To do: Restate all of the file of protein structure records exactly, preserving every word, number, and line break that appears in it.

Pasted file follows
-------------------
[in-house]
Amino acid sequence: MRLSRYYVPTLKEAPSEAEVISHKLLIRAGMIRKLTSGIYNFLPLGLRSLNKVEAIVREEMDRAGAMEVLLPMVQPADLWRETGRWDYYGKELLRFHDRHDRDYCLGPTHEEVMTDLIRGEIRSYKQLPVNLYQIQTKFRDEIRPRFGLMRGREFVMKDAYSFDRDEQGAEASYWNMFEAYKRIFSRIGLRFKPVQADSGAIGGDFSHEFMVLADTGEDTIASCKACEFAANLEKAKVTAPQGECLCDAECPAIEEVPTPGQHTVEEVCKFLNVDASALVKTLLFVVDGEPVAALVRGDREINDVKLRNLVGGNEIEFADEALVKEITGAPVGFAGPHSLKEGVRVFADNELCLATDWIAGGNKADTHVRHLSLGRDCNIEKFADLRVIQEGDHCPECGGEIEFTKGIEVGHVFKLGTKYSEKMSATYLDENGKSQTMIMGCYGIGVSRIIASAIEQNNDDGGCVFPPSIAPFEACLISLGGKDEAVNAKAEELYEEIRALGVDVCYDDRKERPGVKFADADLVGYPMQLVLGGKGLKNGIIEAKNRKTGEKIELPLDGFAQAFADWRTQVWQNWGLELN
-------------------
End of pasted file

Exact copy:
[in-house]
Amino acid sequence: MRLSRYYVPTLKEAPSEAEVISHKLLIRAGMIRKLTSGIYNFLPLGLRSLNKVEAIVREEMDRAGAMEVLLPMVQPADLWRETGRWDYYGKELLRFHDRHDRDYCLGPTHEEVMTDLIRGEIRSYKQLPVNLYQIQTKFRDEIRPRFGLMRGREFVMKDAYSFDRDEQGAEASYWNMFEAYKRIFSRIGLRFKPVQADSGAIGGDFSHEFMVLADTGEDTIASCKACEFAANLEKAKVTAPQGECLCDAECPAIEEVPTPGQHTVEEVCKFLNVDASALVKTLLFVVDGEPVAALVRGDREINDVKLRNLVGGNEIEFADEALVKEITGAPVGFAGPHSLKEGVRVFADNELCLATDWIAGGNKADTHVRHLSLGRDCNIEKFADLRVIQEGDHCPECGGEIEFTKGIEVGHVFKLGTKYSEKMSATYLDENGKSQTMIMGCYGIGVSRIIASAIEQNNDDGGCVFPPSIAPFEACLISLGGKDEAVNAKAEELYEEIRALGVDVCYDDRKERPGVKFADADLVGYPMQLVLGGKGLKNGIIEAKNRKTGEKIELPLDGFAQAFADWRTQVWQNWGLELN